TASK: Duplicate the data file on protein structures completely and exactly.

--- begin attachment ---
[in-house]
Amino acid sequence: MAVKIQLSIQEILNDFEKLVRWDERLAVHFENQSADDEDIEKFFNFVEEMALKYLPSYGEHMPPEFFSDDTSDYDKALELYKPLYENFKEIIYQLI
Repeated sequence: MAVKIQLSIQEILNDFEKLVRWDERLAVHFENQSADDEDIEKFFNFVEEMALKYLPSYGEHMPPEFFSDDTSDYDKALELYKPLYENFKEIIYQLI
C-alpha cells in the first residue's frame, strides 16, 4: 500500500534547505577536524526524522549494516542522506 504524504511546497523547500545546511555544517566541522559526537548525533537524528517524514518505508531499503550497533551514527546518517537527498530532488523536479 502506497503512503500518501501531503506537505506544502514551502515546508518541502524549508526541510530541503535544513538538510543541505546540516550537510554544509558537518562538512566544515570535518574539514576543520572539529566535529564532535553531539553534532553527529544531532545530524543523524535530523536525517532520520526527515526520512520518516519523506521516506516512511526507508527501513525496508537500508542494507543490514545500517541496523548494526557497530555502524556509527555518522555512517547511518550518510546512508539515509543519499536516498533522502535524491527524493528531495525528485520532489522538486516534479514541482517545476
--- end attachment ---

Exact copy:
[in-house]
Amino acid sequence: MAVKIQLSIQEILNDFEKLVRWDERLAVHFENQSADDEDIEKFFNFVEEMALKYLPSYGEHMPPEFFSDDTSDYDKALELYKPLYENFKEIIYQLI
Repeated sequence: MAVKIQLSIQEILNDFEKLVRWDERLAVHFENQSADDEDIEKFFNFVEEMALKYLPSYGEHMPPEFFSDDTSDYDKALELYKPLYENFKEIIYQLI
C-alpha cells in the first residue's frame, strides 16, 4: 500500500534547505577536524526524522549494516542522506 504524504511546497523547500545546511555544517566541522559526537548525533537524528517524514518505508531499503550497533551514527546518517537527498530532488523536479 502506497503512503500518501501531503506537505506544502514551502515546508518541502524549508526541510530541503535544513538538510543541505546540516550537510554544509558537518562538512566544515570535518574539514576543520572539529566535529564532535553531539553534532553527529544531532545530524543523524535530523536525517532520520526527515526520512520518516519523506521516506516512511526507508527501513525496508537500508542494507543490514545500517541496523548494526557497530555502524556509527555518522555512517547511518550518510546512508539515509543519499536516498533522502535524491527524493528531495525528485520532489522538486516534479514541482517545476